Foods that can help you avoid getting a cold or the flu

Food and a healthy lifestyle strengthen your immune system, which can aid in the battle against colds and flu. The idea is to make these changes now, rather than waiting until you become sick; you need to reform your food and lifestyle before the cold and flu germs get to you.

Tips for Boosting Your Immune System Through Food

Lisa Hark, PhD, RD, is the director of the University of Pennsylvania School of Medicine’s Nutrition Education and Prevention Program. She discusses how the foods you eat and the way you live may help you prevent the worst symptoms of a cold or flu.

Rather of supplements, rely on whole foods.

Foods are better for boosting your immune system than dietary supplements because you get the complete nutritional bundle. For example, eating an orange rather to taking vitamin C tablets is healthier for you since the orange contains a variety of minerals such as magnesium, potassium, folate, vitamin B-6, and antioxidant-rich flavonoids.

While we know that vitamin C is essential for a healthy immune system, research suggest that taking large amounts of vitamin C does not help prevent colds and flu. We do know, however, that consuming vitamin C-rich fruits and vegetables can help your immune system stay healthy.

Your immune system protects your body from infections, and the foods you consume have a big influence on how well your immune system fights colds and flu.

Fruits and vegetables are better at keeping your immune system prepared because they also include vitamins A and E, as well as flavonoids, which combine with vitamin C to keep your immune system and entire body healthy.

Increase your intake of fruits and vegetables.

Consuming a variety of fruits and vegetables may aid in the maintenance of a healthy immune system. In the winter, people consume less fruits and vegetables, which is the exact opposite of what you should be doing. Every day, everyone requires at least five servings of fruits and vegetables to obtain enough vitamins, minerals, fibre, and antioxidants, which are all essential for a strong immune system.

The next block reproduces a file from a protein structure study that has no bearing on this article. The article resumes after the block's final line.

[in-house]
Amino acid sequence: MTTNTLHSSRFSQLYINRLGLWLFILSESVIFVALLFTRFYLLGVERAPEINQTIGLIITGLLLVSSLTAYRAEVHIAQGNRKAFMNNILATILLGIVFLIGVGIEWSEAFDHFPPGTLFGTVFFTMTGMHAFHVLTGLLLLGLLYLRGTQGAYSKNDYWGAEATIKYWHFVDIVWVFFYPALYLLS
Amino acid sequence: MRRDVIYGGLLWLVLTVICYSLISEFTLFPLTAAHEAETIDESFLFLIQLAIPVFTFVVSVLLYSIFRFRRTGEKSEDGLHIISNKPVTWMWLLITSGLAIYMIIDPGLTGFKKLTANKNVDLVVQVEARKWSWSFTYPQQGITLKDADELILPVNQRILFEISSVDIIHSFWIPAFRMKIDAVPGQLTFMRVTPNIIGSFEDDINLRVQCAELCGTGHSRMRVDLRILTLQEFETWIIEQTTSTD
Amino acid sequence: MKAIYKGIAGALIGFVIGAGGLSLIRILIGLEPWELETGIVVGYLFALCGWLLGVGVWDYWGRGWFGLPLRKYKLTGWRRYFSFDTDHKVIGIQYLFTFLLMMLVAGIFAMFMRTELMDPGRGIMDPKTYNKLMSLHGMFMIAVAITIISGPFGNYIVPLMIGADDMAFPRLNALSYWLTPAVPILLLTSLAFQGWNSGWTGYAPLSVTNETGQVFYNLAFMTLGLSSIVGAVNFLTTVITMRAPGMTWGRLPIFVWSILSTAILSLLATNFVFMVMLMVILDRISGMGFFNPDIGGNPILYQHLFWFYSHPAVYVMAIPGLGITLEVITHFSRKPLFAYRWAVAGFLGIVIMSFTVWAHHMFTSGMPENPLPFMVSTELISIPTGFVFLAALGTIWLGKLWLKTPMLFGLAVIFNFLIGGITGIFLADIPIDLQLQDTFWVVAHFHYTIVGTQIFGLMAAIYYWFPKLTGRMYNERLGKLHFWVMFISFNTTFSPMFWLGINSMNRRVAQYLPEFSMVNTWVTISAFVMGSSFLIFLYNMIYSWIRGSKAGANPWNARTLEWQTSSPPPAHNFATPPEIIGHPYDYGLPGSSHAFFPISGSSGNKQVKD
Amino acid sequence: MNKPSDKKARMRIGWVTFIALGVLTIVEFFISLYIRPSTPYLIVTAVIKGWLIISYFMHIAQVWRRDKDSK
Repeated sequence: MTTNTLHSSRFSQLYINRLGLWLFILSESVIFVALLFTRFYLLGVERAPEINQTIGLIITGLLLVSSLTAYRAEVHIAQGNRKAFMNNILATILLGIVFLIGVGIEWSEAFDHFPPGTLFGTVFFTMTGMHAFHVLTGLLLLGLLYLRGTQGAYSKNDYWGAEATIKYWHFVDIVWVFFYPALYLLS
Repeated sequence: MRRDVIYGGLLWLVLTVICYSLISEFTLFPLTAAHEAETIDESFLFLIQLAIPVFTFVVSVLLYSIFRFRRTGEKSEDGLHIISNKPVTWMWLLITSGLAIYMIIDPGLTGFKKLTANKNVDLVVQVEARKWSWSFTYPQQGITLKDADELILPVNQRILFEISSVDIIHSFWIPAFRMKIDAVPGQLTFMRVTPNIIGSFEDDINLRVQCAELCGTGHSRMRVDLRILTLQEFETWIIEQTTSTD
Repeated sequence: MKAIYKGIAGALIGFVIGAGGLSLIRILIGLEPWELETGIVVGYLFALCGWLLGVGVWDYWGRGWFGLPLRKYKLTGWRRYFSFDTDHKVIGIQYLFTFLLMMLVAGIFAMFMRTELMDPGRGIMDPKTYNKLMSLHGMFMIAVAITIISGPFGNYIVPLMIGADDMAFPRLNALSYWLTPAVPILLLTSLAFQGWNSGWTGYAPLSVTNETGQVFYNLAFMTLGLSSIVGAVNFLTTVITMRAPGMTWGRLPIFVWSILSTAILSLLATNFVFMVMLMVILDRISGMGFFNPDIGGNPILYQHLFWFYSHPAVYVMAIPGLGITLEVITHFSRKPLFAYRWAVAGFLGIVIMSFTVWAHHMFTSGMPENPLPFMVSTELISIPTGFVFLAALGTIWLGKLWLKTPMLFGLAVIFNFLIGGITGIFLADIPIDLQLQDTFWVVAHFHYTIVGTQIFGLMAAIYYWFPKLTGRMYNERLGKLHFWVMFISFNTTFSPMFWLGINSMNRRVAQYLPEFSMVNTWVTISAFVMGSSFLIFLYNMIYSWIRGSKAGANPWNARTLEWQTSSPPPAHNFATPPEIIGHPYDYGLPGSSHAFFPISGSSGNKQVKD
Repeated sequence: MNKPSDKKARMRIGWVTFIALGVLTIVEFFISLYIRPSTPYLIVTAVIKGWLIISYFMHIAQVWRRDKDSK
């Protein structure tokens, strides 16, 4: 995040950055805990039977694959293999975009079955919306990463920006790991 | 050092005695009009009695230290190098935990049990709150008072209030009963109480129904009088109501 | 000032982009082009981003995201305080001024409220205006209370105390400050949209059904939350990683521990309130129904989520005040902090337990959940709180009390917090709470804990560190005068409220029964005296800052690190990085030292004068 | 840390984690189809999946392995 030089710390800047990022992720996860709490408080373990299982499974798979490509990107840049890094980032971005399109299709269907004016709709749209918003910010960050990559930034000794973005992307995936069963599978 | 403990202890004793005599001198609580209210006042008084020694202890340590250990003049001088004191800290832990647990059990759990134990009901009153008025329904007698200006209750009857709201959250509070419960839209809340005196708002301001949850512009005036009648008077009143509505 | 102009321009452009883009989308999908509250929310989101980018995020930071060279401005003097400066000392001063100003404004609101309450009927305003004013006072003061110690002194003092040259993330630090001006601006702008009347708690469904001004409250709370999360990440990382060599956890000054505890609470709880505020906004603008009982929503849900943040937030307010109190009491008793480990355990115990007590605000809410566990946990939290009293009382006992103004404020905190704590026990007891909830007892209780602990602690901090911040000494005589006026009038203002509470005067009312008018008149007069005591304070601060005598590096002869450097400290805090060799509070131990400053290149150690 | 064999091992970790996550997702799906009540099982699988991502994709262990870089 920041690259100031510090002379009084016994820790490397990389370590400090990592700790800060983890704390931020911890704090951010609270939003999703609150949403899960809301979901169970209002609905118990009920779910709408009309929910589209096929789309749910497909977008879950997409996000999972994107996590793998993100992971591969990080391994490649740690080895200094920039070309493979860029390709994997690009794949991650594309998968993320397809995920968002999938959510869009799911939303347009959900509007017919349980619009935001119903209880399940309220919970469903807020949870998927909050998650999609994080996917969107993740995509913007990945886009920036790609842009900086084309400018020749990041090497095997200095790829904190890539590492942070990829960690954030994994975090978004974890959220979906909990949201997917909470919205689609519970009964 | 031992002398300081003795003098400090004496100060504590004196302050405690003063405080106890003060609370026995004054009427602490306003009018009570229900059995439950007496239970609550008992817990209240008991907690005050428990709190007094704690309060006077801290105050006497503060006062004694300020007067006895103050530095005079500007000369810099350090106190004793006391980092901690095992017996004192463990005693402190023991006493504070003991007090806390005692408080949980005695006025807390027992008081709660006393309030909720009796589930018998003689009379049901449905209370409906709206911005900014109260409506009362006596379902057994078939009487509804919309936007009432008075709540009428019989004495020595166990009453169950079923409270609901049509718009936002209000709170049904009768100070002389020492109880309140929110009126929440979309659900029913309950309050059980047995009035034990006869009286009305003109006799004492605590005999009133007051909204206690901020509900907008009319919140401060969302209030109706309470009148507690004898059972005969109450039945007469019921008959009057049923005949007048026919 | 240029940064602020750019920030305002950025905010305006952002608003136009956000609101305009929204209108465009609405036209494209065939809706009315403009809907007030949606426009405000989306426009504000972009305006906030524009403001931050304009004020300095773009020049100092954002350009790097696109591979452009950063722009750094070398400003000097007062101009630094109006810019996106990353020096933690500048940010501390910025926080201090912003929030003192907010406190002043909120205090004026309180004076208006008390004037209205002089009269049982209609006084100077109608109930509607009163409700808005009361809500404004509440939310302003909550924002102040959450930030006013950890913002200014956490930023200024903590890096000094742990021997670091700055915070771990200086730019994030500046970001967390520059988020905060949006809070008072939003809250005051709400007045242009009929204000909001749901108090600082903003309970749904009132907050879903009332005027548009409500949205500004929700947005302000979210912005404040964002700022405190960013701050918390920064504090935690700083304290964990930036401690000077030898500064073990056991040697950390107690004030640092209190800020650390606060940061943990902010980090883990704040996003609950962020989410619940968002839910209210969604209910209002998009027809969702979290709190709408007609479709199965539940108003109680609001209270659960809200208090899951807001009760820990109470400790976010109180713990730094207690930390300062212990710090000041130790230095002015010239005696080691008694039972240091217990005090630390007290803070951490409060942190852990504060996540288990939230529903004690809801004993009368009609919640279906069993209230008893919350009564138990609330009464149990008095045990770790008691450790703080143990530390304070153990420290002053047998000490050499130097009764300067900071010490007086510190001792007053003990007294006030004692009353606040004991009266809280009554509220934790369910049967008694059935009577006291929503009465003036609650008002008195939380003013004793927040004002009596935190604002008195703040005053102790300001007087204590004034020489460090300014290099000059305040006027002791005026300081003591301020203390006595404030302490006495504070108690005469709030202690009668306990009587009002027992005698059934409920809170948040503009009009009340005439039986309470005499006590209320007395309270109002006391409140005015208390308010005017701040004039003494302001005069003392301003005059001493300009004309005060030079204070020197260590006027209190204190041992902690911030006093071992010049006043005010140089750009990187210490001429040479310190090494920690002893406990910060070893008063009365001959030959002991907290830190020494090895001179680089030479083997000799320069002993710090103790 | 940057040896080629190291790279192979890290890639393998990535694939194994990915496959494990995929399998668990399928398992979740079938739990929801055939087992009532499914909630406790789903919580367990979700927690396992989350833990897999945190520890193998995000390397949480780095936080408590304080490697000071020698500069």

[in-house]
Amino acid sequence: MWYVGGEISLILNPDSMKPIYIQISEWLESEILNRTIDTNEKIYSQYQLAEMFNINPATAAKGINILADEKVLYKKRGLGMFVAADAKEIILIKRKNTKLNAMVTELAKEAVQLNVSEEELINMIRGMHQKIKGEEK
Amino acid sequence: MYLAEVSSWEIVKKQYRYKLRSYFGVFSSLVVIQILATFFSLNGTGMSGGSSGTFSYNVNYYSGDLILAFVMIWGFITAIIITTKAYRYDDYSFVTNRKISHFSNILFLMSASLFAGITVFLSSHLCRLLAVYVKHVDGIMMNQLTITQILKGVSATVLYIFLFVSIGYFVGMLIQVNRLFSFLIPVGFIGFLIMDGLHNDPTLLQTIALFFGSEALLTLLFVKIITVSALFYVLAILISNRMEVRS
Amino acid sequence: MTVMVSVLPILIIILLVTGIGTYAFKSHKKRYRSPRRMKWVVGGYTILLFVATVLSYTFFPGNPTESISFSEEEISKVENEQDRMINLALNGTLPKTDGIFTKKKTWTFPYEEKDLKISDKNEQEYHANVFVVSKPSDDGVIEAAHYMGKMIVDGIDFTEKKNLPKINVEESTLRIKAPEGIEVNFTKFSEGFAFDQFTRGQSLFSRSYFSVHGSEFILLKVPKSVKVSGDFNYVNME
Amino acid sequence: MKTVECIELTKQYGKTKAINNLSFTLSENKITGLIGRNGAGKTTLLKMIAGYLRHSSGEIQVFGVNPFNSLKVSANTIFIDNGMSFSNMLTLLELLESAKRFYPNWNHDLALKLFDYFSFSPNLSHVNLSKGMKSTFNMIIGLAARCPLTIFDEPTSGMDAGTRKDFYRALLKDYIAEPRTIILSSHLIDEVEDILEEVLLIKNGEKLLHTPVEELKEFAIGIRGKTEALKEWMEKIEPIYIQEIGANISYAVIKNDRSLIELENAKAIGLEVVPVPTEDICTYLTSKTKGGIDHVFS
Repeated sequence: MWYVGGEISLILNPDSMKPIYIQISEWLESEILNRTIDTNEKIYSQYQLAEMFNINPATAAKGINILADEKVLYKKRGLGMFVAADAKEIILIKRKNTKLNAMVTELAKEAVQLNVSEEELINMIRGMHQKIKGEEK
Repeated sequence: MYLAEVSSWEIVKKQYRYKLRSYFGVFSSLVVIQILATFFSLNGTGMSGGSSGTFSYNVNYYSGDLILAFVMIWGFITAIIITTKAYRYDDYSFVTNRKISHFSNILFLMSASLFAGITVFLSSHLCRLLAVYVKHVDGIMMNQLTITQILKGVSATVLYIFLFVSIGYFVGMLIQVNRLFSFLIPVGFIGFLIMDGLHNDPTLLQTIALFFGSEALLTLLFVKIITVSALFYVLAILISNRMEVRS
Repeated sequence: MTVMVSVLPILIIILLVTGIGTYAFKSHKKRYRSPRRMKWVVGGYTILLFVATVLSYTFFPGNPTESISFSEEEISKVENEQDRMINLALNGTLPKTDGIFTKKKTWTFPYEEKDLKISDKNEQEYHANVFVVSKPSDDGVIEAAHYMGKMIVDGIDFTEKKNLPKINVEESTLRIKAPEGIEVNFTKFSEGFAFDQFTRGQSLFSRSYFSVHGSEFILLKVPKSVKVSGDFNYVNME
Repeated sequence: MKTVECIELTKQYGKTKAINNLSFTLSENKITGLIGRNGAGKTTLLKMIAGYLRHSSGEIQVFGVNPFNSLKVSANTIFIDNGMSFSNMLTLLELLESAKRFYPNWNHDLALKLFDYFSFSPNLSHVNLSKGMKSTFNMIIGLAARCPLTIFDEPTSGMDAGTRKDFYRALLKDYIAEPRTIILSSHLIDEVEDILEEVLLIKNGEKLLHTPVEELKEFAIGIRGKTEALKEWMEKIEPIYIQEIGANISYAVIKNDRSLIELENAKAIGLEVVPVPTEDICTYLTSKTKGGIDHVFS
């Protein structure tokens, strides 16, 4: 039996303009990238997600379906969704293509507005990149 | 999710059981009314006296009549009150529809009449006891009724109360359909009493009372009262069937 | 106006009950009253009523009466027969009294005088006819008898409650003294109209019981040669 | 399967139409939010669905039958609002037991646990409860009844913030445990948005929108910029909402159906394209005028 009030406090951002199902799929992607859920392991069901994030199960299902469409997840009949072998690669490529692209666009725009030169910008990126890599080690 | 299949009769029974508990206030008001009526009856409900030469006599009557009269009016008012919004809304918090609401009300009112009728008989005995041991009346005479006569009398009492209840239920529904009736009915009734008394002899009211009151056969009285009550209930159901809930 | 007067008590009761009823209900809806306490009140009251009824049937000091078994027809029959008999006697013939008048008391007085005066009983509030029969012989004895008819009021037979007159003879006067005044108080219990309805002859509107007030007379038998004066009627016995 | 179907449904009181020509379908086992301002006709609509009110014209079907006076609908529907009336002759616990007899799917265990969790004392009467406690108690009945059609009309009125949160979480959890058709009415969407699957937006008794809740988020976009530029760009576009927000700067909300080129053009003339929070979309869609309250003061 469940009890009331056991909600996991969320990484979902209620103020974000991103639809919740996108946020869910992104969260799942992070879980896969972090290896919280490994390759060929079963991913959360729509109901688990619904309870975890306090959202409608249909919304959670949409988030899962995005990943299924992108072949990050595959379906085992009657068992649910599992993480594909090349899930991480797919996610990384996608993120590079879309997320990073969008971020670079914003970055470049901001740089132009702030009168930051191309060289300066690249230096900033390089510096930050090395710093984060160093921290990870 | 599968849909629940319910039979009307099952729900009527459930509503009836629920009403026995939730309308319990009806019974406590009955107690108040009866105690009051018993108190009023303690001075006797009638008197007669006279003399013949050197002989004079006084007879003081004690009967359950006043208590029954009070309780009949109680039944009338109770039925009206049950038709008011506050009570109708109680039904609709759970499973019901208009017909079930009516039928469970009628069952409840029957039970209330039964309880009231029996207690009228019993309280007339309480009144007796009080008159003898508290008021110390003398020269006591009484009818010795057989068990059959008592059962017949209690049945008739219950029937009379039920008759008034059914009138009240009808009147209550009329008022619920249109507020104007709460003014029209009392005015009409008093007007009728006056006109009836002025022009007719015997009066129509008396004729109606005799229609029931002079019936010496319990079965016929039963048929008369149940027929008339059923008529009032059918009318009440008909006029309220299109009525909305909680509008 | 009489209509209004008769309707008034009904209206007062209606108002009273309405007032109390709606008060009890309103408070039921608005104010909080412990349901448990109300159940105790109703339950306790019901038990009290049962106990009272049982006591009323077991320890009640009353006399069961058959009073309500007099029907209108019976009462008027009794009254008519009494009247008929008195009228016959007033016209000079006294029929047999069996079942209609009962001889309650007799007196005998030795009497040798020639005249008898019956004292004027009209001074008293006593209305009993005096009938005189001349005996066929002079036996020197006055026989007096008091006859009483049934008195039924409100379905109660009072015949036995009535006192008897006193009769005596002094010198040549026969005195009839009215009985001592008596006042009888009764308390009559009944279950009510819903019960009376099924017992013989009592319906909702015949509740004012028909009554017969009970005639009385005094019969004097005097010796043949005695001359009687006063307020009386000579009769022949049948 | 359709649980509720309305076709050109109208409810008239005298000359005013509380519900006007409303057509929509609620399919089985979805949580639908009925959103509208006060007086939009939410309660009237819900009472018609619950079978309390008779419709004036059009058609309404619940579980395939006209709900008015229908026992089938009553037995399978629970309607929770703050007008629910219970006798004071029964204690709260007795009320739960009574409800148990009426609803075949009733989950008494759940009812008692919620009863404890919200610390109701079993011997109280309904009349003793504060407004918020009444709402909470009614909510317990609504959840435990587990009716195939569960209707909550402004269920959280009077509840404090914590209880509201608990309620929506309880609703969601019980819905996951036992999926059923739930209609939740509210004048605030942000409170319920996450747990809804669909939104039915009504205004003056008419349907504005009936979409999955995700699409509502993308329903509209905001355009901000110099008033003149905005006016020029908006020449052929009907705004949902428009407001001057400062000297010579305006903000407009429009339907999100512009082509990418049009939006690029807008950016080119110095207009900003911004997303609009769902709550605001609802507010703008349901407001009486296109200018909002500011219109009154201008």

Check the produce section of your grocery store for fresh fruits and vegetables that are in season for the greatest rates. Citrus fruits like oranges and grapefruits are generally cheaper in the winter, so the cold and flu season is the best time to stock up on them.

According to Hark, eating frozen fruits and veggies is another cost-effective and easy method to enhance your nutrition while also supporting your immune system. Frozen vegetable options range from low-cost packages of peas, maize, and green beans to elaborately mixed fruits and vegetable meals topped with delicate sauces that may be microwaved.

Breakfast should include berries or sliced banana on whole-grain cereal, as well as a glass of orange or grapefruit juice. For lunch, pack a bunch of grapes or an apple, then top your sandwich with tomato slices, avocado, sprouts, and lettuce.

Serve a large salad as a nutritious meal, or start supper with a salad or vegetable soup. On the counter, have a dish of oranges, pluots, apples, and pears for fast snacks. Cut veggies can also be stored in the refrigerator, but keep in mind that they will lose some nutritious value.

Incorporating juice into your diet is another method to improve your fruit and vegetable intake. But not just any juice will suffice. Make careful to select 100% juices, since other juice drinks may include added sugar and empty calories.

Remember to include healthy proteins and whole grains in your diet.

Consume lean meats, fish, poultry, low-fat dairy, legumes, whole grains, nuts, and seeds as part of a well-balanced diet. Protein foods such as lean meats, dairy, eggs, and lentils are particularly essential because they provide the amino acids that your body need to construct immune system components.

Zinc and iron deficiencies, both of which can damage your immune system, may be avoided by eating lean meats.

Nutrition for Post-Cold or Flu

After you’ve caught a cold or the flu, it’s still vital to eat well. Even if you’re ill and don’t have much of an appetite, Hark advises that you eat as much as you can.

Make it a point to eat three meals every day, and don’t forget to consume plenty of fruits and vegetables. While you are recovering, it is critical to receive adequate energy from the things you eat—you may not be running around or exerting much, but your body is working hard to get better.

Hark also emphasises the necessity of staying hydrated. Water and juices should be consumed throughout the day. (Are you sick of plain water? To add a little variation, add a dash of juice to water or seltzer).


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